2021 GMC Yukon Denali Review

If I were to star in a Super Bowl TV commercial for the 2021 GMC Yukon Denali, I’d first load my smiling, all-American kids into the all-new three-row SUV, plus my dog ​​with his shiny coat and playful paws, before turning towards the camera. Seriously, and perhaps after folding my arms to lend gravitas and telegraph how sincere I felt, I would say that, like a modern truck, families grow up and so do their needs.

Now, I don’t have a cohort of burly sons, or a dog for that matter, but I do have a pointless attraction to big luxury SUVs that my lifestyle really doesn’t call for. Still, my attention has skipped the Yukon before, sandwiched as it is between Chevrolet’s serious Tahoe and Cadillac’s glitzy Escalade.

My reasoning has been simple. The previous trio of trucks were based on a fairly old-fashioned body-on-frame construction, and my feeling was that you either go cheap and prioritize maximum vehicles per dollar, or you load it up with technology and leather. For the fifth-generation Yukon and its ilk, however, General Motors switched to a new hybrid unibody-on-frame platform with independent rear suspension.

Additionally, GMC effectively turned the Denali into a sub-brand version of the Yukon. Yes, you get a higher level of standard kit inside, but there are sheet metal changes outside and a different dashboard inside than its SLE, SLT and AT4 siblings.

The result is a more distinctive, more memorable SUV and a bigger one. Over 6 inches longer than the outgoing Yukon, nearly 5 inches of that increase goes to the wheelbase and, in particular, room for third-row passengers and the trunk. Both my big sons and their beloved pup would be pleased, especially with the increase in legroom for the last row.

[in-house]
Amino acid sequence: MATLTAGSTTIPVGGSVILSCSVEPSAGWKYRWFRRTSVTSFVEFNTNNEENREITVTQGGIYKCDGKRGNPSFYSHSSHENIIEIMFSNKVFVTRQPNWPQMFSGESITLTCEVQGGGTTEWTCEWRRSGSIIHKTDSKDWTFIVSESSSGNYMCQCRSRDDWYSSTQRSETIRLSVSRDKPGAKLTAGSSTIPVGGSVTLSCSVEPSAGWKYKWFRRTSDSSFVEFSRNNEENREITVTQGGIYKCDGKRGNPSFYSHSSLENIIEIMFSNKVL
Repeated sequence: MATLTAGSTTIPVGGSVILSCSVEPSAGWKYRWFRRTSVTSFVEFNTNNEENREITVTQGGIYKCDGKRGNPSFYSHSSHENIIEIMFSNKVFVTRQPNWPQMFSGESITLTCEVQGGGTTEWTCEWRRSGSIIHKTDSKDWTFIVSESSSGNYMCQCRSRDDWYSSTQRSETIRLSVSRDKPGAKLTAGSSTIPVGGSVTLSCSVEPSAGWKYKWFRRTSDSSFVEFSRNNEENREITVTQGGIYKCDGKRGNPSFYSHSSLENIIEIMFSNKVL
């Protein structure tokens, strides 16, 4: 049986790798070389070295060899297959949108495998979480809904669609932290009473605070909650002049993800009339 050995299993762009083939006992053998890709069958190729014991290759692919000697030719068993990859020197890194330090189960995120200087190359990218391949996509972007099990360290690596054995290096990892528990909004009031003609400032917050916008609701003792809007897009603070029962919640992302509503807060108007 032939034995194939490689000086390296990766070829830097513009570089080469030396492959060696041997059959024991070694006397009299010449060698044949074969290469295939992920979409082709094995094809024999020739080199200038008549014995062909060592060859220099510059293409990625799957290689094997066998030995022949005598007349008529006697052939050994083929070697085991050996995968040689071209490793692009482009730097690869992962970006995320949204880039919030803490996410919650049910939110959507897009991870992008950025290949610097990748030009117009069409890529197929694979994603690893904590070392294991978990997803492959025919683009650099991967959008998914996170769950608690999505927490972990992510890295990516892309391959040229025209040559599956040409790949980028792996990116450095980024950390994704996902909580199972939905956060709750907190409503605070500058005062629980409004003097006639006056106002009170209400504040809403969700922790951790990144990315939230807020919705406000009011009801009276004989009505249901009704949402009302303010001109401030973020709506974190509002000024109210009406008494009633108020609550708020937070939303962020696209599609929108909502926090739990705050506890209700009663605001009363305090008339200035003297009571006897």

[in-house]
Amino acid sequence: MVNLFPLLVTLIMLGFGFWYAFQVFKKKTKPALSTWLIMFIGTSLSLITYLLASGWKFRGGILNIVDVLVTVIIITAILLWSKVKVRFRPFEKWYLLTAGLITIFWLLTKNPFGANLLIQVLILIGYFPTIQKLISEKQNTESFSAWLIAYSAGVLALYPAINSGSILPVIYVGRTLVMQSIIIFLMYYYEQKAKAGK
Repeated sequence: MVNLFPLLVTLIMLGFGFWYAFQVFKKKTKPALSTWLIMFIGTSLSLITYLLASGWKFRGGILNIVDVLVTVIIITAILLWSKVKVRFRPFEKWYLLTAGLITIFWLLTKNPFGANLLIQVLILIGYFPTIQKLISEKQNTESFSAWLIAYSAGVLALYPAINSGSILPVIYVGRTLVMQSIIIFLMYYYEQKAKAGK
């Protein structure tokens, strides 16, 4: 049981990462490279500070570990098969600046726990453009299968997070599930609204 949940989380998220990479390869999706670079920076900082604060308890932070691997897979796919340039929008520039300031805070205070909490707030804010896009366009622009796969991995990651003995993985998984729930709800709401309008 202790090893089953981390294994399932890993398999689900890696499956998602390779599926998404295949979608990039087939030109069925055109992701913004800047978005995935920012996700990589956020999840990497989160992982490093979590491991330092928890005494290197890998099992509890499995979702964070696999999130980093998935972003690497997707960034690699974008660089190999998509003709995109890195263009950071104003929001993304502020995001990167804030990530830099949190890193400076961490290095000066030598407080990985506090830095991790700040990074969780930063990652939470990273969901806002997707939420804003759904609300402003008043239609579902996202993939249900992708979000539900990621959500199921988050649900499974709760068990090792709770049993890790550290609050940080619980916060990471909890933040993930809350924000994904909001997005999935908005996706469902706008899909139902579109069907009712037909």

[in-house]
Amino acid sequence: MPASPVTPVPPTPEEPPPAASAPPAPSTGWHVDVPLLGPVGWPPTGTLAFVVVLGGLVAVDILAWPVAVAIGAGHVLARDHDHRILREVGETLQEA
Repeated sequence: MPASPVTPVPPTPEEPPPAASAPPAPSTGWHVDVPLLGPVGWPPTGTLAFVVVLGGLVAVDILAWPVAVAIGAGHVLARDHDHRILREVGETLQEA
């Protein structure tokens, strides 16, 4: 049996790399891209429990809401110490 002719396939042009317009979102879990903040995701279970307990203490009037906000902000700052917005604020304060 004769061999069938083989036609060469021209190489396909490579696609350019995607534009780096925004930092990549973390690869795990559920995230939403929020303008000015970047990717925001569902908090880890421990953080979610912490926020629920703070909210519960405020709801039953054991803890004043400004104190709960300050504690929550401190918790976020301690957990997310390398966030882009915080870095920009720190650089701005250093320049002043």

It’s easy to snip the Yukon over its cheaper Tahoe sibling, but in Denali form, it’s the Cadillac Escalade that makes the more exciting comparison. Like Caddy’s new truck, the 2021 Yukon Denali gets a 6.2-liter V8 and a 10-speed automatic, along with optional 4WD and a 2-speed transmission, plus standard Magnetic Ride Control. The $11,255 Denali Ultimate Package throws in air suspension and huge 22-inch wheels, among a host of other niceties, closing the gap even further with the Escalade.

With 420 horsepower at 5,600 rpm and 460 lb-ft of torque at 4,100 rpm to potluck, the V8 has some power. It’ll tow up to 8,000 pounds with the right options, too; The Denali Ultimate package also includes the Prograde Trailing System, traction control, an in-vehicle trailer app, trailer brake control, and expands the standard blind spot warnings to suit whatever you’re towing. That’s in addition to the standard lane assist, automatic emergency braking with front pedestrian braking and collision warning, cross traffic and pedestrian warnings and front and rear parking assist.